I recently spoke with a local artists group about framing solutions for exhibitions. During the visit, I also demonstrated some simple framing techniques. One of the topics I covered was size. Artists are creating oversize pieces and buyers are interested in buying them because houses and businesses keep getting larger with huge wall space and tall ceilings. There are some things to consider from a framing standpoint.
- Mat board regular size is 32” x 40” with hundreds of colors and textures
- Anything larger than 32” x 40” is referred to as oversize
- Mats are available in limited colors in 40” x 60”
I have recently encountered art much larger that the customer wanted a mat or the look of a mat. A linen liner or stacked frames can give the impression of a mat that gives a resting place for the eye between the frame and the art. 40” x 60” is the maximum for standard glass. I usually recommend plexiglass for larger pieces. It is a little lighter and the best advantage is less chance of breakage.
Another thing to consider about framing oversize pieces is the weight.
- Frame must be stable enough to hold the weight of the art, glazing and backing
- Framing material should be appropriate for the size; polystyrene or a light pine might not have the structure needed for the larger pieces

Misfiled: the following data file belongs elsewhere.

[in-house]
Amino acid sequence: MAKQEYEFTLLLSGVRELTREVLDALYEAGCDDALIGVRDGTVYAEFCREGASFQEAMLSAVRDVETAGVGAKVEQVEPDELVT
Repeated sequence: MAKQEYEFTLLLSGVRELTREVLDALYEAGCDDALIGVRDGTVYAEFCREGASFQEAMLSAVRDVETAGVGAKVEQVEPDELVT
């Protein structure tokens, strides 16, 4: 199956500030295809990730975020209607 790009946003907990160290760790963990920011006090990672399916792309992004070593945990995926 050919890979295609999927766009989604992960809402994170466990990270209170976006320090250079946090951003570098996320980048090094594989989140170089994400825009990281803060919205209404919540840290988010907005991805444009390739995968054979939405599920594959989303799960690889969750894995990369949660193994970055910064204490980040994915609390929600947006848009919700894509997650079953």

- Size can be very limiting for each aspect of the framing package
Many times the art is brought to us rolled and can be quite a surprise at how large it can be once it is framed. If you do not have a large vehicle you may need to arrange for another delivery option. Hanging a large piece takes some special care. It is usually a two-person job involving measuring and special hanging hardware designed to hold a weighty frame.
Carla Folks works at Dale Rogers Training Center Custom Framing. Carla has been a Certified Picture Framer since 1989 and has framed for DRTC since 2013 where she trains/supervises people with disabilities on various projects.
DRTC is the oldest and largest community vocational training and employment center for people with disabilities in Oklahoma. With multiple locations in Oklahoma, DRTC trains or employs more than 1,100 people with disabilities per year. Visit us online: DRTC.org.